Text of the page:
IT is one of the shocking photographs that has already come to define yesterday’s Boston Marathon blasts.
An elderly man in a bright orange shirt lies on the tarmac as three uniformed officers hover overhead, appearing not to know in what direction to run, whom to help, or how they can be of use, as the air fills with the residue of smoke, dulling the bright colours of the flags lining the streets.
The fallen man, Bill Iffrig, a 78-year-old running his third Boston Marathon, was near the finish line when the second of the two bomb blasts knocked him off his feet. He told The Herald of Everett he’d been a matter of metres from the explosion but was lucky to have only ended up with a scrape on his knee.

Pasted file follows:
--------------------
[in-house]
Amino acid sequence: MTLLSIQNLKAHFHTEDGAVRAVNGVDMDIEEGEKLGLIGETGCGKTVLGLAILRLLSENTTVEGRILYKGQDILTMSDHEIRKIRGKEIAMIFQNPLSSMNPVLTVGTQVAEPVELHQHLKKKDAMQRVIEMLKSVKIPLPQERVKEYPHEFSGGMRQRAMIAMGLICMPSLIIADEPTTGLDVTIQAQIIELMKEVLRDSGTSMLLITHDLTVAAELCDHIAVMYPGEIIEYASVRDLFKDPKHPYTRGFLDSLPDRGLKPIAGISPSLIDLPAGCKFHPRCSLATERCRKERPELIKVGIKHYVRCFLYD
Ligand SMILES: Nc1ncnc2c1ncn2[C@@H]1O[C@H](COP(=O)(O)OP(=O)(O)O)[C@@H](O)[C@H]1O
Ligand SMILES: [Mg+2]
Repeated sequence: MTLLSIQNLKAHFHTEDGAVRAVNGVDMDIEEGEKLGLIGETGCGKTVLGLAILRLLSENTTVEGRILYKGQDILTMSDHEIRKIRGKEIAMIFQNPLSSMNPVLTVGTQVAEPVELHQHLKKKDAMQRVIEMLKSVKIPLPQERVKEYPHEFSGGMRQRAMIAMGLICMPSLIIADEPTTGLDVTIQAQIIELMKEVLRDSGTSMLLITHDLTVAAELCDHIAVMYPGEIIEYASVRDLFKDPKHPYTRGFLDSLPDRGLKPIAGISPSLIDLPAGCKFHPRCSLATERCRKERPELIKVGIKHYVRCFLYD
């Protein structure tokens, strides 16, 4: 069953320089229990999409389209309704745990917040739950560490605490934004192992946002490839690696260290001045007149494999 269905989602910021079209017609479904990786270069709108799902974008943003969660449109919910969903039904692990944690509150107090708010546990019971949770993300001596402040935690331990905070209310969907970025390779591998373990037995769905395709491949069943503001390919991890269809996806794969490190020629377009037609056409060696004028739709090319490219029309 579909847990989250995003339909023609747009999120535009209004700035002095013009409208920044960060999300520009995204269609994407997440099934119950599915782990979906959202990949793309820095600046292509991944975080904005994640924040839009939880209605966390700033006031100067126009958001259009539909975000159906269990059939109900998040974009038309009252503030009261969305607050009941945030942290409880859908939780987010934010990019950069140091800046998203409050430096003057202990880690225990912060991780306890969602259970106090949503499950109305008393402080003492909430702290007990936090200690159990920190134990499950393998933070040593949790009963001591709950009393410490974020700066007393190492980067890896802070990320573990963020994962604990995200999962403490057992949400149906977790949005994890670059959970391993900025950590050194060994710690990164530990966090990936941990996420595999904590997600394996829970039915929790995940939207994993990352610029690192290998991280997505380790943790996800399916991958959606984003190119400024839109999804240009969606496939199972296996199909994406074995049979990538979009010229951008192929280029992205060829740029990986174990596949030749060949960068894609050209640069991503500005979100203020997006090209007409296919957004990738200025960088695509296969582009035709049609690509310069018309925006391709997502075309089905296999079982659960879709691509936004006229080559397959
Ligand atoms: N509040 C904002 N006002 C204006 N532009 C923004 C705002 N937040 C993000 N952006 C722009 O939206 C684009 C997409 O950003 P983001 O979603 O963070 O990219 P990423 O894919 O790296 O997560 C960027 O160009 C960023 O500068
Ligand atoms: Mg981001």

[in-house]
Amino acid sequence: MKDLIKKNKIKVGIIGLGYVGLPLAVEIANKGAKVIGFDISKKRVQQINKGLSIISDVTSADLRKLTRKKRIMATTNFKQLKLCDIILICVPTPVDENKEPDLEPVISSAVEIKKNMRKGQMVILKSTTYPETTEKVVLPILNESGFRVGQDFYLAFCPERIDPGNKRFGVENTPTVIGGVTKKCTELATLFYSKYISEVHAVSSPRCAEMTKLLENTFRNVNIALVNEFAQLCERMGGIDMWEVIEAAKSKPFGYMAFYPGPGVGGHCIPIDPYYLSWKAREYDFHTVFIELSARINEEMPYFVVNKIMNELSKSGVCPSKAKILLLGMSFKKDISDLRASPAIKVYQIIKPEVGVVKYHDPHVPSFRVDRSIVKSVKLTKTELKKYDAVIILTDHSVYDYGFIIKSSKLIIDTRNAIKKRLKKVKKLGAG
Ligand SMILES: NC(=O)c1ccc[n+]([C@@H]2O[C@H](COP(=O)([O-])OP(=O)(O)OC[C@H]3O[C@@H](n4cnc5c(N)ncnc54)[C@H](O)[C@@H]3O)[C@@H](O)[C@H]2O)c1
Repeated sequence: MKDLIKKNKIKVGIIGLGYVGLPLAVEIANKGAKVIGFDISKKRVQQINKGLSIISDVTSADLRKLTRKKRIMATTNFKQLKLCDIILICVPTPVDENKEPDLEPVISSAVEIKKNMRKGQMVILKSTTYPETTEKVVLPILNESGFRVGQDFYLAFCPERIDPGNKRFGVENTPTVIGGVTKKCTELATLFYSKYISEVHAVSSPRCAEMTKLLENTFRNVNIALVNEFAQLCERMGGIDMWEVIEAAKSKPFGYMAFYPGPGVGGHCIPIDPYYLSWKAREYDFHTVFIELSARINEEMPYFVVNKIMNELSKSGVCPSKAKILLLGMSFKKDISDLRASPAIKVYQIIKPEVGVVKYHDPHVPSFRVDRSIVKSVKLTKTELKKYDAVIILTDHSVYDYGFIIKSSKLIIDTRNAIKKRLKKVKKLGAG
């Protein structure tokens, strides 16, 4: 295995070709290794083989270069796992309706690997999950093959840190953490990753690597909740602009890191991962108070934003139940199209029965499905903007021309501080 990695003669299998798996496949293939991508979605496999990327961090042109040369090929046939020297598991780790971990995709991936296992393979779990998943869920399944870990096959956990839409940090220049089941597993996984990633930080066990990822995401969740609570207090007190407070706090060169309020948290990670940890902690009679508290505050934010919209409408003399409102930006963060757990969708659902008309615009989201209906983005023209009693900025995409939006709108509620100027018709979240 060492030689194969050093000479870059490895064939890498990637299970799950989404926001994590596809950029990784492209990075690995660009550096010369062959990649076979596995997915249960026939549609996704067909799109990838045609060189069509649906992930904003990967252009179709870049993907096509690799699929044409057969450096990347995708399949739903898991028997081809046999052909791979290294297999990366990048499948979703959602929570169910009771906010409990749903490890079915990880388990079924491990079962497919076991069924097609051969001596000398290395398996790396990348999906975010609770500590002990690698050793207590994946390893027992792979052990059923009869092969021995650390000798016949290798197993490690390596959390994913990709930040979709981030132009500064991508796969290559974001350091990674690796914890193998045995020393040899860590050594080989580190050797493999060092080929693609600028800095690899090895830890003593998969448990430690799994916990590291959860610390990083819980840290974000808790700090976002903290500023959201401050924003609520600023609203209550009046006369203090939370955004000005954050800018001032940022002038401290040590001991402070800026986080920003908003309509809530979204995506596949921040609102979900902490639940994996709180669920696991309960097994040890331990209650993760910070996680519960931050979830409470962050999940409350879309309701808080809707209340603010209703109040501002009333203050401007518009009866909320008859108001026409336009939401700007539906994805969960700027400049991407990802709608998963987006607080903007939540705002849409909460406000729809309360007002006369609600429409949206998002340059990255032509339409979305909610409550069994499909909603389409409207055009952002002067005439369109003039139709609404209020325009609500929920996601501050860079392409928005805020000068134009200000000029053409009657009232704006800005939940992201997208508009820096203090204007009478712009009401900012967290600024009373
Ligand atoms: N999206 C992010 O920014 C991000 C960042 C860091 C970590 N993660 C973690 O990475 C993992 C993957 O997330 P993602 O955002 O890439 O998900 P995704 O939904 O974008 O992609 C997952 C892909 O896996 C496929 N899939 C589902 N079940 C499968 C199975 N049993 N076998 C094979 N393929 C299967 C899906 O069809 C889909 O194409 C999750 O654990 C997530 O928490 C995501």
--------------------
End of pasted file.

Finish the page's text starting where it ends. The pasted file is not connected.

Following the explosion Mr Iffrig walked across the finishing line and hobbled another half-mile to his hotel. He was left “scared” and “dazed” by his shocking proximity to one of the two explosions which left three dead, including an 8-year-old boy, and 150 injured on America’s Patriot’s Day.
His son, Mark Iffrig, of Seattle, told The Associated Press he was tracking his father's race progress online and had no idea what had happened until he went on Facebook and saw reports of the bombings. He quickly turned on the TV and called his dad.
"It's horrible. He said it was quite a concussive blast. [Dad] was a little dazed. Someone helped him up," Mark Iffrig said. "He was only about 10 feet (3 metres) from the finish line."
Mark Iffrig said the incident was unlikely to put his father, who has raced in a number of marathons, off running. "He's a hell of a runner," he said. "He's run a lot and he's fast."
By Matilda Battersby